EDITED: Behold, the Gs have spoken! :P

Share this post


Link to post
Share on other sites

 What Graver said.

It's your game, and the established canon is your's to play with as you see fit. Breaking a lot of the rules, and you are breaking a lot, doesn't matter so much in and of itself.

However, it's your job as the GM to make sure your players are having a good time. It's because they're unhappy with your Inquisitor, not because 

Share this post


Link to post
Share on other sites

Gaire said:

  Purging over 1,000 worlds? 'Untainted' Warp? Instant teleportation across the 'universe' (I'll assume you mean galaxy, since universe would mean he could go see where the 'Nids came from)? Going to the Black Library and actually retrieving one of its tomes? Yeah, I think this is overpowered by a lot.

 

I have to say I agree with the above. Even the "purging of 1000 worlds" is overdoing it: most inquisitors aren't complete psychopaths and realize planets are a valuable commodity to the Imperium. Barring a full-on Tyrannid or Daemon infestation, purging an entire world (and by that I mean exterminatus, not just say an orbital bombardment) is something that gets taken seriously; an inquisitor going a bit too zealous with the cyclonic torpedoes might merit a lot of interest by his peers. Such bloodlusr or nihilism can be considered, ahem, excessive. As for the others... no, really, those would be things some of the greatest figures of the setting can't or have failed to do (i.e. Ahriman's attempt to get to the BL), and it's not something I'd like to see in a DH game.

 

If your players agreed, I'd have said go ahead, but if they don't like it either... well, I don't think it's their fault.

Share this post


Link to post
Share on other sites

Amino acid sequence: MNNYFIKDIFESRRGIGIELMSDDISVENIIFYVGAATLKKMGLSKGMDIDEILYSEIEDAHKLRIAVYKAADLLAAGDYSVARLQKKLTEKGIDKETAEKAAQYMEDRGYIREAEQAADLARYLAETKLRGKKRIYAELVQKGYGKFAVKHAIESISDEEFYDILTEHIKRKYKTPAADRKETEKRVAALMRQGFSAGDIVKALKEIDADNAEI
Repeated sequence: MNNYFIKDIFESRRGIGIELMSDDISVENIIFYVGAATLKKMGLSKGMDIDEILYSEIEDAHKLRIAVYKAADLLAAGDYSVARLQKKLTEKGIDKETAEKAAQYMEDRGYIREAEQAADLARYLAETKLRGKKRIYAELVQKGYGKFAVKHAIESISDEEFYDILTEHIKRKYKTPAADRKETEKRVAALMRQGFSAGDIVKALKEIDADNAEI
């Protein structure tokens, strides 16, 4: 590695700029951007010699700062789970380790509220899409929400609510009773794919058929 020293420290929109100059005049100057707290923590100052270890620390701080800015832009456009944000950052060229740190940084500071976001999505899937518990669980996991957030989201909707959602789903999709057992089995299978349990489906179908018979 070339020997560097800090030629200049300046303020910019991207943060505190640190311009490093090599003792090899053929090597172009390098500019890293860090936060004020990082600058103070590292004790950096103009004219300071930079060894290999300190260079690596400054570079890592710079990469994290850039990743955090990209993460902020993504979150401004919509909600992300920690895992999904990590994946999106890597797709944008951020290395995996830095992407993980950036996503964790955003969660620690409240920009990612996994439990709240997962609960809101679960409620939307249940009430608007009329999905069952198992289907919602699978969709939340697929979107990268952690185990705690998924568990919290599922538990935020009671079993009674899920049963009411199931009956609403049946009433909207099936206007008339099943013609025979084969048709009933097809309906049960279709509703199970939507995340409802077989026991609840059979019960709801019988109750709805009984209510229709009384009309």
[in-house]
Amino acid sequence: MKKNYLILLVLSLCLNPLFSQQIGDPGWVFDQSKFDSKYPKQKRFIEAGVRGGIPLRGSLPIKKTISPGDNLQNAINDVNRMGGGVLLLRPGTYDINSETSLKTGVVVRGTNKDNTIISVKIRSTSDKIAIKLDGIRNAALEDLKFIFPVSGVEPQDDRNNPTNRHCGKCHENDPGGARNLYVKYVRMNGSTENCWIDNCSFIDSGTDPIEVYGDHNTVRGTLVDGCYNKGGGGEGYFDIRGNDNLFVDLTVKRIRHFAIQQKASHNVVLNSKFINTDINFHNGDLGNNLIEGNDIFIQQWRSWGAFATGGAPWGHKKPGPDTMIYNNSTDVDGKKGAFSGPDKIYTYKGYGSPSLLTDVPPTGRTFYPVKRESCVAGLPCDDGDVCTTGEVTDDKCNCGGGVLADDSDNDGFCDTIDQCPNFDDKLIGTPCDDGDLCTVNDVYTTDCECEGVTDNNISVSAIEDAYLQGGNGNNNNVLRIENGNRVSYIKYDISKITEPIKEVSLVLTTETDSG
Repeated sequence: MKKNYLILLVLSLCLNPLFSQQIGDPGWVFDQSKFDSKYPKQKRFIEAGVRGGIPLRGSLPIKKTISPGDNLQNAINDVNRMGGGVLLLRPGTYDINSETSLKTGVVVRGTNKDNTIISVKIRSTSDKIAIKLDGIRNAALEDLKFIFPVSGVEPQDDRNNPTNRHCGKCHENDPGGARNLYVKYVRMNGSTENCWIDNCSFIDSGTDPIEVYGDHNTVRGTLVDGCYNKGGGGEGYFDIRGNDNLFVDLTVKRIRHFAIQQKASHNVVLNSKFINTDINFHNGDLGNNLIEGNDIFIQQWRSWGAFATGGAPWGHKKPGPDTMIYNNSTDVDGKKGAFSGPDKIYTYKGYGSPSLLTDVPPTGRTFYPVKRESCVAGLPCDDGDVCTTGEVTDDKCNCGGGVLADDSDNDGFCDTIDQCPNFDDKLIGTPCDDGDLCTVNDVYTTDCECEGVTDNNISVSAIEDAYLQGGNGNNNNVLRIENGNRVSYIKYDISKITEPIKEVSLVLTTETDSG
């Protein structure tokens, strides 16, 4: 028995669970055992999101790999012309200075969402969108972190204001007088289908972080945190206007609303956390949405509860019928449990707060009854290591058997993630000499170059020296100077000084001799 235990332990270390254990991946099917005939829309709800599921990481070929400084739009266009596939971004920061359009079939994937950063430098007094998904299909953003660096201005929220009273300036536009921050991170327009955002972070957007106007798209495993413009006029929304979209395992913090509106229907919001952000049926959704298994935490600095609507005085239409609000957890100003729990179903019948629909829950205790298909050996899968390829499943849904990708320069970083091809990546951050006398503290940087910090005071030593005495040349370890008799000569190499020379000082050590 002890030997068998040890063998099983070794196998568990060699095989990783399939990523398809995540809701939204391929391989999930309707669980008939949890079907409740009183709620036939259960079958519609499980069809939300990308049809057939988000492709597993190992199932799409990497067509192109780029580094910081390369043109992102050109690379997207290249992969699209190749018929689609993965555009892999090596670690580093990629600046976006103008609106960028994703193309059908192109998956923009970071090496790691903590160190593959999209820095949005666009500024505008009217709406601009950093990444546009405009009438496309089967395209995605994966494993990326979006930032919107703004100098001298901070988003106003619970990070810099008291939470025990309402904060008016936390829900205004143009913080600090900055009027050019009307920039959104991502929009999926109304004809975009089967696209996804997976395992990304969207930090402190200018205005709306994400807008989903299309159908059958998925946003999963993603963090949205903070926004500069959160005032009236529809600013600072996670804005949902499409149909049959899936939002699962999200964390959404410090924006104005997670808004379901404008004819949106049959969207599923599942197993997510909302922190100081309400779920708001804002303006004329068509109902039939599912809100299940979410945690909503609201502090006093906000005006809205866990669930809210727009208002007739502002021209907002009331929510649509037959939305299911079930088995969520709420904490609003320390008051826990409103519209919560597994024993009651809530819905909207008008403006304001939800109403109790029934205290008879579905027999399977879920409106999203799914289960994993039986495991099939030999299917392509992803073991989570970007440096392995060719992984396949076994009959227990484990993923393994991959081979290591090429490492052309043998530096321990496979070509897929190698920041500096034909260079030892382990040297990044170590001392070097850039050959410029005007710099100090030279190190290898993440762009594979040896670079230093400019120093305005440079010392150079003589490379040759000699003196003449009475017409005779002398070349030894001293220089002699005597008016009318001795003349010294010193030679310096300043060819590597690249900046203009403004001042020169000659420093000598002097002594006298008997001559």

I would like to correct myself on one note as to say that the Players still have fun regardless of my "Over-psychopathic-insane-impossible-Overpowered" Inquisitor. The overall main reason that I did this (to correct myself yet again) is to make my Players not feel like total cannon-fodder. In other words, I tried to make them at least think that the Inquisiton was important enough to choose them for some special purpose, or atleast distinguishing skill. They do have pre-Existing notions of the 40K Universe and some feel that anything short of a Space Marine or Commander will be next to pointless. I can admit, I did over do the character itself and I have broken most of every rule in the enitre fiction that is 40K. The only excuse I have for this is that in such a grim world where my players feel depressed most of the entire time, I merely tried giving them someone of great influence and in turn, by being selected by the Inquisitor, they would at least think they have a spark of something important about their character (ergo: the Fate Points with emphasis.)

Share this post


Link to post
Share on other sites

I think that's the wrong way to go about it, though. I personally consider the "humble beginnings" to be part of the charm of Dark Heresy. In Rogue Trader or Deathwatch, you start as uber-badasses who can do this and that, but in Heresy, you start small, as one of the faceless trillions. You earn the right to be called a hero. In fact, putting the PCs alongside someone who has been genetically engineered to be a BADASS to the n-th power will imo make them feel unimportant by comparison. If you do continue with using this NPC, please make sure he never, ever steals the PCs thunder and appears with them as little as possible. They must be the protagonists of your game, not the posse of the NPC.

 

"They do have pre-Existing notions of the 40K Universe and some feel that anything short of a Space Marine or Commander will be next to pointless."